March 27th, 2008 06:36 EST
Dope drives Dearborn, MI Cop to call 911
A Dearborn, MI cop takes some weed from a suspect and has his wife make brownies. They both spilt a 1/4 ounce brownie batch and start freaking out. He then calls 911 telling the operator that he and his wife have overdosed on marijuana and are dying. His was allowed to resign from the department, but was not charged with anything. He wasn`t charged with possession or even stealing evidence.
The Whole Story:
Dearborn police declined to pursue criminal charges against an officer, even after the cop admitted to taking marijuana from criminal suspects and, with his wife, cooking it up in brownies.
Then-Cpl. Edward Sanchez was allowed to resign from the department, but he was not charged with a crime, (he declined any comment).
His wife, Stacy Sanchez, admitted to police investigators that on another occasion she removed cocaine from her husband`s police cruiser-- drugs purportedly earmarked to train police dogs-- and used it during a three-week binge. She, too, has not been charged criminally. Dearborn Police Cmdr. Jeff Geisinger left a phone message with Free Press reporting partner WDIV-TV Local 4 saying Sanchez resigned during an internal investigation. Geisinger did not return subsequent calls asking why Sanchez was not prosecuted.
The decision not to charge Sanchez upset Dearborn Councilman Doug Thomas, who said the department`s inaction sends the wrong message to the public.
"If you`re a cop and you`re arresting people and you`re confiscating the marijuana and keeping it yourself, that`s bad. That`s real bad. That`s like apprehending a bank robber and keeping some of the money for yourself."
He promised to investigate.
"It doesn`t add up here," Thomas said. "If he was allowed to resign with no action, he can apply for another police position. There`s all kinds of ramifications."
The department`s investigation began with a bizarre 911 call from Sanchez`s home in Dearborn Heights. On the night of April 21, 2006, a panicky Sanchez told an emergency dispatcher he thought he and his wife were overdosing on marijuana.
"I think we`re dying!" he said in the 5-minute tape, obtained under the Michigan Freedom of Information Act.
"We made brownies and I think we`re dead, I really do," Sanchez continued.
He told the dispatcher he had never made marijuana brownies before, but had previously used marijuana.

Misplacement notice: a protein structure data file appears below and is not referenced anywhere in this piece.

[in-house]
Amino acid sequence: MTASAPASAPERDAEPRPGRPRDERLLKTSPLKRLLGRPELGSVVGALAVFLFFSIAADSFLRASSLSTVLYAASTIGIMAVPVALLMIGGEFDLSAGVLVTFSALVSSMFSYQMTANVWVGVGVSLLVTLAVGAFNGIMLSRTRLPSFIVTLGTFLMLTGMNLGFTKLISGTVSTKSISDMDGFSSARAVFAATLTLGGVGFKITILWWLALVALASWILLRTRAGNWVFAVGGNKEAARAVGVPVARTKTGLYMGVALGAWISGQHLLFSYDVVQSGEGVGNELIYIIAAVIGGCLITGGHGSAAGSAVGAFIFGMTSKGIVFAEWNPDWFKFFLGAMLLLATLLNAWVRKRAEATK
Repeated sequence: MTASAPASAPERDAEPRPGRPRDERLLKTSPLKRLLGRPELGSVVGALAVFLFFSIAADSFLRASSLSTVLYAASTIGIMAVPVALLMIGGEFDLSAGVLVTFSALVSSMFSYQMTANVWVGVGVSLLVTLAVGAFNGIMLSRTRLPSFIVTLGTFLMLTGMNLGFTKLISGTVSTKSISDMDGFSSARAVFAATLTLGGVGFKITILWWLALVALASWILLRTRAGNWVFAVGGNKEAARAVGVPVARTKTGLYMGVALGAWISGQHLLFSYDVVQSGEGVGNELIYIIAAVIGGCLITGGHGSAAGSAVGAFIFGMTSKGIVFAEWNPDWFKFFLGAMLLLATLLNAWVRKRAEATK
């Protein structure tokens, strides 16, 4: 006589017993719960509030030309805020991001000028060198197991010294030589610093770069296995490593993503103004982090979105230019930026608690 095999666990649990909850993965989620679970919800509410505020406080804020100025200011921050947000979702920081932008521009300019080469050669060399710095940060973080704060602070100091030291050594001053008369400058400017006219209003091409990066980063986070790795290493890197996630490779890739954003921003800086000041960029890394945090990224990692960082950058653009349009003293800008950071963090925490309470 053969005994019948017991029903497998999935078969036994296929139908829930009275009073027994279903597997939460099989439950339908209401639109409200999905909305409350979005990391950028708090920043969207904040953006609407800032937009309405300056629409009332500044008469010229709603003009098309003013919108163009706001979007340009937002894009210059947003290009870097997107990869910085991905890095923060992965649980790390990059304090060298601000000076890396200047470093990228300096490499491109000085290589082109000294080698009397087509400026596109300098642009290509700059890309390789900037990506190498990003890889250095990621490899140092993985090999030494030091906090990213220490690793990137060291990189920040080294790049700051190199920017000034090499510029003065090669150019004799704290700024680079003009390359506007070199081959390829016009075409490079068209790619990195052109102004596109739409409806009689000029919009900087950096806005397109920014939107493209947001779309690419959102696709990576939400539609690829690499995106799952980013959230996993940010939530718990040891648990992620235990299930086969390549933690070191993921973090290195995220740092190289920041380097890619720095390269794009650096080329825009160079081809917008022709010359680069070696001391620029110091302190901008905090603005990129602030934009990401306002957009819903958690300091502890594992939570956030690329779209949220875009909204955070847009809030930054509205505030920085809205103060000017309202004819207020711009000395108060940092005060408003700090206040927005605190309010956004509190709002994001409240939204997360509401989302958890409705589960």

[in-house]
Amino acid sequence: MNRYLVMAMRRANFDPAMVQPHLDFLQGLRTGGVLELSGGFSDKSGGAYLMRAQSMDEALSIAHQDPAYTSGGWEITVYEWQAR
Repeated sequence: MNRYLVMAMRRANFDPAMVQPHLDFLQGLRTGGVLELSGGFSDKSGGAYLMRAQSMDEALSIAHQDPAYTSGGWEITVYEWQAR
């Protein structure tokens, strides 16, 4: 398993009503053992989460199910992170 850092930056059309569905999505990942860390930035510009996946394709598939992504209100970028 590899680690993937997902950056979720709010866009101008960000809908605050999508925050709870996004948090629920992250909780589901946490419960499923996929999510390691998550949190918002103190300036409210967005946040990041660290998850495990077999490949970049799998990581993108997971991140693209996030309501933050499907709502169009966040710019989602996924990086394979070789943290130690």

Then, he asked the score of the Red Wings game on television that night, explaining, "I just want to make sure this isn`t some type of, like, hallucination that I`m having."
When later questioned by police investigators, Sanchez said his wife took the marijuana out of his police vehicle while he was sleeping, and she told investigators she tricked him into eating a pot-laced brownie.
"Cpl. Sanchez was insistent that he would never ingest marijuana or any narcotics intentionally," an investigator wrote.
But in a subsequent interview, Sanchez acknowledged he fetched the marijuana from his car, put it in the brownie batter, and ate the brownies.
Sanchez also said he took the marijuana "off the street from unknown persons," investigators wrote.
"I questioned him in detail about how many times and what types of narcotics he seized without arrest," the report said. "He was adamant that he only seized marijuana, and it was on a few occasions. Cpl. Sanchez stated that it had been over a year since he seized this marijuana and that the marijuana was taken to train his K-9," or drug-sniffing dog.
Wayne State University criminal law professor David A. Moran said Sanchez`s behavior was problematic -- as was the Police Department`s decision not to charge him.
"An officer has a duty to enforce the law and if an officer finds someone in possession of illegal narcotics, he has a duty to seize the narcotics, arrest the persons ... and properly dispose of the contraband if no charges end up being filed," Moran said.
Moran said it is a criminal offense in Michigan for officers to fail to perform their duties.
"It is not as unusual as it should be for the police to look the other way when an officer commits an infraction, but this is a lot worse than the average police officer speeding a little bit," Moran said.
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